No problem, you’d just go online, grab the driver, install it, job’s good. It had no official name. This one carries a retailer’s sticker on the back saying “creative live oem” in hideous Comic Sans MS. It was often a lottery working out exactly what card you had since the name alone would’t do it and Creative seldom refer to their part numbers CT in this case. The EMU10K1, however, is not all rainbows and flowers.

Its sample rate is locked at 48kHz and must resample everything to 48kHz before output or processing, this causes quite a bit of distortion. Poor frequency response plagued the SB Live!

CTDCQ pdf Datasheet P1 Part Num IC-ON-LINE

This manifested as linear distortion which somehow was worse on digital outputseven at the fixed 48kHz. There is no power amplifier on the board, this was after the dtaasheet to directly drive speakers was no longer valued. In the words of a VIA chipset engineer on their official datashert forums: The Sound Blaster Live!

Drivers were not to PCI specifications. This caused too much noise over the PCI bus. The engineers had to work out a way to filter this noise and released a patch to motherboard manufacturers which replicates a BIOS change.

You read that right. VIA had to fix a problem in Creative’s driver at the motherboard BIOS level by altering the behaviour of their chipsets to work around the issue. It got even better. This would have been a disaster for Creative: OEMs would not have been allowed to preinstall Windows on a system with a Soundblaster Live installed!

Legend has it that Microsoft demanded Creative’s specs and source code and proceeded to write vt5880 driver themselves, then billed Creative for the development. Oh and don’t lose your CD.

You can’t download the full driver package from Creative. It’s immediately obvious that the upper left of the card is not fitted.


This, as can datashdet seen from the two jumpers nearby, is a power amplifier for running passive speakers. Byspeakers generally integrated their own amplifier and were “powered” or “active” speakers. Actually finding out what this was called was difficult in earlythe card’s old enough to vote! Was it any good, then, to be used in so many products? It was downright mediocre. Average or typical would be used a lot. It’s important to put them in context, however. These things were bargain basement speaker ports as most motherboards in the day did not have onboard audio, so, much like Nvidia’s many TNT2 M64s for video and barebones “add a necessary port”, a bottom feeding solution was needed.

This was that solution. Hercules Gamesurround FortissimoII – A budget minded card but with many high end features and excellent sound quality. Notable not only for its low price, but also for having both optical out and optical in TOSLink.

CT5880, CT5880D, CT5880-DBQ

The difference was in the channels supported, the was only four channel, while the could handle 7 channels and was used in the Fortissimo III 7. Today, we’d just use the PCSX2 emulator. Surely then, here’s a “motherboard” sound solution which has some meat behind it? It has the exact same 7.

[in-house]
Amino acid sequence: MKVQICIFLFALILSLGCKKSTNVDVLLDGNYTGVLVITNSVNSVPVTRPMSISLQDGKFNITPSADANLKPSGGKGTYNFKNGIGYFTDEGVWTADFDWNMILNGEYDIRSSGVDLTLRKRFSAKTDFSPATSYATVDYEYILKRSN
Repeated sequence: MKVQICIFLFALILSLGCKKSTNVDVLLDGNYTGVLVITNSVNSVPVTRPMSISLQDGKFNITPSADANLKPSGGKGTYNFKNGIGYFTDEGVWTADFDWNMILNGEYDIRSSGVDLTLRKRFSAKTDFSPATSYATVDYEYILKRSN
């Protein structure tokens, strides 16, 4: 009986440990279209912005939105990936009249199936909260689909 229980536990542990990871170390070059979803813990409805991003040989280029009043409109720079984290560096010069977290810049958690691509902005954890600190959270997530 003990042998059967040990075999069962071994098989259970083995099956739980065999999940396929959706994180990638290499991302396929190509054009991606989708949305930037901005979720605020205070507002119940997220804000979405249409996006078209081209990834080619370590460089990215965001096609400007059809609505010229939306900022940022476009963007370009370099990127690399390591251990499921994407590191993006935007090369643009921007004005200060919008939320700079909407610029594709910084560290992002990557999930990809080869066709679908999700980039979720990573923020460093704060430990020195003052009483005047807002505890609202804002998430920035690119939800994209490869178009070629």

And, as we’re about to find out, the same codec. The codec on this card is an Analog Devices ADB and as the bottom image shows, there are really no other components on the card. Some electrolytic capacitors and a DC regulator, which all codecs need anyway, regardless of how they’re mounted. What, dear reader, is the ADB? Analog Devices has no product listing for it.

VOGONS • View topic – Ensoniq / Creative AudioPCI

The detective story now comes to the operating system, where the device identifies itself as “” – Yes, it’s an Analog Devices ADB. No more, no less. It does appear to be slightly customised, in so much as it is functionally ch5880 but contains logic to detect the motherboard and refuse to work on any other motherboard! The silly thing is that the ADB is a very common motherboard audio codec.

A whole heap of software is installed to make it “look better” in the operating system, adding EAX through to 4. The card will not work with any other motherboard, even though it has no reason not to, it won’t even initialise itself – It’ll just plain not show up anywhere.

In essence, this is a bog standard onboard audio codec with some Creative crapware to slow down the system and a dose of marketing.

【CT5880 CREATIVE】Electronic Components In Stock Suppliers in 2018【Price】【Datasheet PDF】USA

As in “try not to step in the marketing”. For what it is and how its mounted, it essentially removes one of the two PCI-Express x1 slots from the motherboard for no reason at all. This, then, is actually a functional negative for the motherboard and it cost more than doing it right! Interfacing between the datassheet audio and digital worlds is the job of the codec, a portmaneau of “encoder” and “decoder”, as it does both things.

Sometimes the same circuitry was used for both, so a device couldn’t record ADC and playback DAC at the same time, these were termed “half-duplex”.

Very early sound cards were half-duplex, but the earliest on this page, the Datasheeg, was full-duplex and fully integrated. This gave audio ports their colours, which are still used today, but also specified the 48 pin PLCC package for a codec.